Bonds = Loaning Money to Business/Company
Stocks should obviously play an important part of your portfolio. The other major part of a good general portfolio is bonds. Nobody talks about bonds in casual conversation except maybe financial nerds. Why? Because compared to stocks, bonds are boring. Nobody gets wealthy investing only in bonds except the brokers who sell them.
A bond is loaning your money to a company or government for a set period of time. In return, they will pay you a set amount of interest every year. After the agreed upon period of time, they return your money back to you. Thankfully there are bond index funds you can and should invest in rather than individual bonds.
The bond funds that seem best in my opinion for most DIY investors are either a total bond index fund or an intermediate term treasury index fund. There’s a lot more that goes into bonds. Basically they are a safer place to invest your money with a lower return than the stock market.
The Zig and the Zag
Why even bother with bonds? Some people don’t bother with them. J.L. Collins in his book The Simple Path to Wealth makes a compelling argument for investing 100% in a stock market index fund. I like bonds for one main reason: they tend to zig when the stock market zags.
Bonds usually do well when the stock market is crashing. In my opinion the value of having bonds is mainly emotional. Bonds help ease the emotional rollercoaster when my substantial investment in the stock market shrinks by 40-50%.
Basic Premise of Investing
A basic premise of investing is to sell high and buy low. That premise generally goes against our gut instincts. It is human nature to have a strong urge to sell your investments when they are not doing well. That urge is amplified when your investments are shrinking.
While in the long run stocks perform much better than bonds, when stocks are doing poorly it is nice to have the emotional booster from your bonds. We always want to buy stocks when they are hot and sell them when they are doing poorly. This is why we develop a predetermined investment plan with an asset allocation.
The ratio of stocks to bonds or any other type of investment is called asset allocation. Having an asset allocation allows you to sell when something is high and buy when either stocks or bonds are low. Setting an asset allocation ahead of time, you have already decided what you’re going to do no matter what happens in the market.
If you have already decided in advance that you are going to have a certain ratio of stocks to bonds such as 80% stocks to 20% bonds then you prepare yourself in advance for the emotional roller coaster when the stock market crashes. You get emotional stability having a plan.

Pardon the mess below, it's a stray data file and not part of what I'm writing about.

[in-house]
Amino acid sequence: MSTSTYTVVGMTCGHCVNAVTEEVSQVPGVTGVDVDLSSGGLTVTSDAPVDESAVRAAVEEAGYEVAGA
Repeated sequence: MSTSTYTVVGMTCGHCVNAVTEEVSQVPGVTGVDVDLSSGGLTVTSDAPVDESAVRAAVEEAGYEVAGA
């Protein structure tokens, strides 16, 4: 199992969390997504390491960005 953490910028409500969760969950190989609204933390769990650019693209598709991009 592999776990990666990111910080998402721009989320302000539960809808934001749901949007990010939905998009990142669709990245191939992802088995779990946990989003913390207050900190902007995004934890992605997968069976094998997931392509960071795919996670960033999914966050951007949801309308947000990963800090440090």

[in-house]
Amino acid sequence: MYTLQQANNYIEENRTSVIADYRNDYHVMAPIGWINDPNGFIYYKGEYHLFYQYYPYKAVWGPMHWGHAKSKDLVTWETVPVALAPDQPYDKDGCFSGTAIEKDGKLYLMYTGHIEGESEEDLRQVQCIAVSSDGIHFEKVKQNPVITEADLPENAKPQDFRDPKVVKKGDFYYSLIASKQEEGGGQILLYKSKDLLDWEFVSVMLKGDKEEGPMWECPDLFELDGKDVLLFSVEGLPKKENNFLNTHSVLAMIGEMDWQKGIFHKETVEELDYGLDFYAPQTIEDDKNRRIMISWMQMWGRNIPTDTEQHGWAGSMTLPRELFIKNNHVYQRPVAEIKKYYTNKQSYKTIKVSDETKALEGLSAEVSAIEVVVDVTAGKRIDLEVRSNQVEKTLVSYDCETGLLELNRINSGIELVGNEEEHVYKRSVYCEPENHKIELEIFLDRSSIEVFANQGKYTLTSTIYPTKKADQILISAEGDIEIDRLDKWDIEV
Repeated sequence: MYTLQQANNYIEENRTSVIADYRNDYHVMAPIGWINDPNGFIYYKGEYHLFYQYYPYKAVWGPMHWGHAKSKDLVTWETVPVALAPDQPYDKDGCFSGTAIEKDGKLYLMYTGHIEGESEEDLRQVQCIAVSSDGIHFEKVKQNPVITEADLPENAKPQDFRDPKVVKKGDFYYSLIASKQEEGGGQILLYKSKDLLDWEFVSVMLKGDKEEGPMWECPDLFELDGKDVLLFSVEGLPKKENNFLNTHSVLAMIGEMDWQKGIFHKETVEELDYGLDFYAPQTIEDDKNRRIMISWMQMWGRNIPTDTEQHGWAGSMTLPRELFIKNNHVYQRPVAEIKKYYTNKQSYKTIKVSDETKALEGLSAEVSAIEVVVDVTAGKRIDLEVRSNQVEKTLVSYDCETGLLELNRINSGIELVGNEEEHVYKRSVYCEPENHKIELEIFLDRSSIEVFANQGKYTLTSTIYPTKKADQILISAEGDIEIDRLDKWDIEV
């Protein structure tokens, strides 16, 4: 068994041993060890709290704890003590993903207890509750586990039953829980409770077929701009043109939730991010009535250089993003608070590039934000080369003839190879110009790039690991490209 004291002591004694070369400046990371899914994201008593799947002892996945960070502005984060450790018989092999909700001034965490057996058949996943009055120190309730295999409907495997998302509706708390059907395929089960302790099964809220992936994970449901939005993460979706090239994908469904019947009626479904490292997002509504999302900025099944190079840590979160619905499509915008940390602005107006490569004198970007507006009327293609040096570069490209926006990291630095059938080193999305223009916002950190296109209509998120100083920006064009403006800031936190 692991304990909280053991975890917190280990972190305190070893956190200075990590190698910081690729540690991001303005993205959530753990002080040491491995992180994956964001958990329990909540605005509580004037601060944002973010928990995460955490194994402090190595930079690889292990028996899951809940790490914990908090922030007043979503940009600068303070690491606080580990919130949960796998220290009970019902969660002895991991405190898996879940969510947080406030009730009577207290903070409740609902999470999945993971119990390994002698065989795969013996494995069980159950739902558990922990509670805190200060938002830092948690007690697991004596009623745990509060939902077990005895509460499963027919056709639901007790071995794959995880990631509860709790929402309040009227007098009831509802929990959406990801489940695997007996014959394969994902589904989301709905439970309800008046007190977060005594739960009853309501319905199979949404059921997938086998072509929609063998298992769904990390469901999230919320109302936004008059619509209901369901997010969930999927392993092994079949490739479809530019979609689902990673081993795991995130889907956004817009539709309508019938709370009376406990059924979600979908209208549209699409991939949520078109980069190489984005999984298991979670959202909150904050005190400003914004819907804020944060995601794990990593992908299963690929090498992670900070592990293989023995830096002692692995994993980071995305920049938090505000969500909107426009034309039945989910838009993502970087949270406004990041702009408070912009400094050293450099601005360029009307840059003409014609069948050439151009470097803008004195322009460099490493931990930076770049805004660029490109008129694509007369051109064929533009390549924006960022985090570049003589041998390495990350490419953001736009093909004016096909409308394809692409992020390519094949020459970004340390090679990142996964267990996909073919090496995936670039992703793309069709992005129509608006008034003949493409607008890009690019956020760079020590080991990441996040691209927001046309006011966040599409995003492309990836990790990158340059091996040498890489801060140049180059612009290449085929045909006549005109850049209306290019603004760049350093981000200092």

How does asset allocation work in practice? For every $100 that you want to invest, you buy $80 of the total stock market index fund and $20 of the total bond market index fund. Once a year you compare your ratio of stocks to bonds and either sell some of the higher performing funds or invest more into the lower performing funds until the ratio is back to where you want it to be. Target date funds do this for you automatically.
The Perfect Asset Allocation
A problem I have been wrestling through is my own asset allocation. There is no perfect asset allocation. Asset allocation is determined more by psychological and emotional comfort more than anything else for long term investors who don’t need that money for 10+ years.
Determining the risk you’re willing to take should drive your asset allocation. Stocks are more risky than bonds meaning you might lose a lot of money in the short-term if the stock market crashes. Stocks also offer a lot more reward for taking that risk meaning you could and over the long run will likely make significantly more than less risky assets like cash or bonds or gold.
If you are retired or near retired, then you will obviously want more bonds in your asset allocation to preserve your nest egg. The most rational asset allocation is 100% stocks as historically stocks have always outperformed bonds far and away over a 10-20 year period. But that doesn’t mean it’ll always happen in the future.
My Investing Plan
Having a predetermined plan will help me be a better investor in the future and not make emotionally driven choices. I feel also like it would be very difficult to continue investing in a 100% stock portfolio plan when I know that most investment advice recommends holding bonds. Having a bond to stock ratio allocation will give something to distract me when the market is not doing well as I will be theoretically selling off bonds to rebalance my portfolio.
This is exactly what I should be doing, selling high and buying low. Having a ratio of bonds to stocks even if it’s small will help facilitate this basic premise of investing. I keep track of our asset allocation with a free Personal Capital account.
I have decided to keep a very simple basic 2 asset type investing portfolio of US total stock market index funds and intermediate US treasury index funds. I don’t invest in the international index funds because most US companies already invest heavily in international markets and the international index fund seems to correlate with downward movement and somewhat lag the US stock market in upward movement. I also am somewhat biased towards the ingenuity of Silicon Valley in driving future value as well.
Our asset allocation is between 10-20% bonds depending on the market and 80-90% stocks. With a falling market, we’re increasing our stocks to 90%. When the market is rising, we will theoretically move more towards 80% stocks. So far it’s worked out well as of May 2020.